At least, that's how it would work in a perfect world.

There is, unfortunately, one additional difference. Any time you have more than one winding around a shared core, you will introduce something else: leakage inductance. Leakage inductance is stray magnetic flux that, when created by one winding, doesn't perfectly intersect the other winding or windings. Instead, it 'leaks' out of the core.

This is a problem because this leakage inductance is still inductance, it still represents energy stored in a magnetic field. But when the primary side switch is turned off, it can't conduct through the secondary side winding and it's diode because it doesn't intersect the secondary side winding. The only winding it will be able to return that stored energy to is the one that stored it originally: the primary.

But there is that big power transistor and it is not going to let any current flow on the primary side either. Or at least, it will try.

The thing about collapsing magnetic fields is the energy must go somewhere. Everything is closed circuit if the voltage is high enough (cloud-to-ground lightning strikes are a humbling reminder of this).

When the situation isn't just some open circuit theoretical inductor, what usually happens is that the voltage increases until whatever is preventing current from flowing is overcome by said voltage.

In this case, it is usually the power transistor that is overcome.

So generally, unlike standard buck-boost converters, when used in a split-winding flyback topology, you need a snubber across the primary to deal with these spikes. Otherwise, they can destroy your switching transistor (either immediately or gradually over time) as without the snubber, you'll see much higher voltages across the primary on each turn-off of the switch than the actual line voltage it is switching.

There will also be ringing which snubbers help to dampen out for EMI/EMC purposes. Let me show you:

Flyback that is properly snubbed:


And the same one, without a snubber. Note, the vertical scale is not the same. The grey line in the middle is the peak of the waveform in the snubbed waveform image above:

enter image description here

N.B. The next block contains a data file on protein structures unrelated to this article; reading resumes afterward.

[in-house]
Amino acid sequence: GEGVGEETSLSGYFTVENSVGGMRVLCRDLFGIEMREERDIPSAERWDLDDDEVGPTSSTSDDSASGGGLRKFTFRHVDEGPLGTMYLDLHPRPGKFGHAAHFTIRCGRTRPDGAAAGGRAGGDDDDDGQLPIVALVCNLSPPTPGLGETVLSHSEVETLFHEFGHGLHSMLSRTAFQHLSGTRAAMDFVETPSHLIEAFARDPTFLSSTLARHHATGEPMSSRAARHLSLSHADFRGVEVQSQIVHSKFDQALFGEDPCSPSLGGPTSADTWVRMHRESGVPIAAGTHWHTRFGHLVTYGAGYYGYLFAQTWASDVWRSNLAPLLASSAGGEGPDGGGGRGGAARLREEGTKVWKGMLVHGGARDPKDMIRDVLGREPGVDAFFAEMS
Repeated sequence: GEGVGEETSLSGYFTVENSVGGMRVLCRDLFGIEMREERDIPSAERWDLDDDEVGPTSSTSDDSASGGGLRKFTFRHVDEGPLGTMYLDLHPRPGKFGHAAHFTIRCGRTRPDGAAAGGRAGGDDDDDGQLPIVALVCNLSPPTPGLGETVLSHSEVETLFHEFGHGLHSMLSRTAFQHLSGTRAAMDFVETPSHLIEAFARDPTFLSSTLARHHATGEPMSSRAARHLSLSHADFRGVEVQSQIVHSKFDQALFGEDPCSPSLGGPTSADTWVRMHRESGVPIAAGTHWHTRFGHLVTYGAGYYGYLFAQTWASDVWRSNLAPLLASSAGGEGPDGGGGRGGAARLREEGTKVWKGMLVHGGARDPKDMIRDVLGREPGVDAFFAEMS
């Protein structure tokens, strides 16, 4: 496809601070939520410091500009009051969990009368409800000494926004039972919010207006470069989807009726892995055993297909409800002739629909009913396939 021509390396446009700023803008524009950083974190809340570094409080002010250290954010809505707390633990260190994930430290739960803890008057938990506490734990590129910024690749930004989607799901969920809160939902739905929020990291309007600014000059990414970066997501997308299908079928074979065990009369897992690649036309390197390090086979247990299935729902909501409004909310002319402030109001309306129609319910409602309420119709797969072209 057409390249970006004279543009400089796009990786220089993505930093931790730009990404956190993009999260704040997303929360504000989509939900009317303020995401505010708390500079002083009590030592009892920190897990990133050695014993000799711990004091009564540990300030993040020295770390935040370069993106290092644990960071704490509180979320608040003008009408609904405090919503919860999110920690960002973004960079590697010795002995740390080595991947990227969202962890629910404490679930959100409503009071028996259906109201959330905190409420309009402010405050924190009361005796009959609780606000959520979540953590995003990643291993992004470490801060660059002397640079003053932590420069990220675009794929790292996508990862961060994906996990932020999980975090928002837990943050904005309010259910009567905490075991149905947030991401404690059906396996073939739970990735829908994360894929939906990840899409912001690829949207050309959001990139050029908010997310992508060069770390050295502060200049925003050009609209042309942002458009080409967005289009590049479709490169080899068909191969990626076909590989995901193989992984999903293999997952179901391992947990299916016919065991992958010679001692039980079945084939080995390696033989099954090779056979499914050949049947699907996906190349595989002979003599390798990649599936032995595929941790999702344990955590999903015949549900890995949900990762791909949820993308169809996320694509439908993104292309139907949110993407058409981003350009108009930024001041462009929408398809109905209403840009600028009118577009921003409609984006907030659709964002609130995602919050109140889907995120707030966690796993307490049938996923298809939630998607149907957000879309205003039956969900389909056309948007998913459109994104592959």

Granted, you may not necessarily need a snubber on every flyback, but those will be very specifically designed with that in mind. If the reference circuit includes a snubber, then you should assume you need a snubber.

I can, however, offer a compromise: the snubber in that reference circuit is a strange one designed to optimize low-load/idle power consumption. The LL4148 is being used as a zener diode (you don't actually have to use zener diodes for typical zener diode purposes, you can use any diode as long as you are careful to limit the current that can flow through it when the blocking voltage is exceeded, which is the purpose of the 10K resistor in series with it).

It is really just a fairly standard RC snubber combined with a zener snubber, but in a way that is somewhat poor for snubbing (but 'good enough') but minimizes the power lost at low loads.

To minimize components like you want, I suggest simply removing both diodes and connecting the RC leg directly across the primary, and possibly increasing the capacitance some too. This will make it burn a bit more power but you'll have a cleaner switching waveform with less ringing and can not have to worry that voltage transients are causing problems if you have any.

In this case, it is there to limit voltage spike transients that result from the inductance of the flyback transformer.

You are probably already familiar and have used snubbers, though you might not realize it. The simplest and arguably most widely used snubber is often referred to as a flyback diode or freewheeling diode.

These are the diodes that are placed in parallel with things like relay colors, solenoid coils, and other inductive loads that are going to be switched by a circuit. The diode gives the back-EFM/inductive kickback a path to conduct through, thus limiting the voltage spike that would otherwise occur when suddenly stopping current flow through the inductive load.

Current flowing through a given inductance (be it an intentional one like of an inductor, or something parasitic like a long cable) will create a magnetic field, and energy is stored in this field. The equation is identical to energy storage in an electric field (which is what capacitance is), as well as the kinetic energy equation, with only the units of each being different: \$E = \frac{1}{2}LI^{2} \$.

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    \$\begingroup\$ "The LL4148 is being used as a zener diode (you don't actually have to use zener diodes for typical zener diode purposes, you can use any diode as long as you are careful to limit the current that can flow through it when the blocking voltage is exceeded, which is the purpose of the 10K resistor in series with it)." - Fairchild LL4148 datasheet says absolute max. reverse voltage is 100V, but then contradicts it with a graph showing 100uA at ~145V - which is well below maximum power dissipation so it must be OK!. \$\endgroup\$ Dec 28, 2021 at 23:20
  • \$\begingroup\$ Thanks a bunch for the detailed answer! \$\endgroup\$
    – parkside
    Jan 2, 2022 at 20:29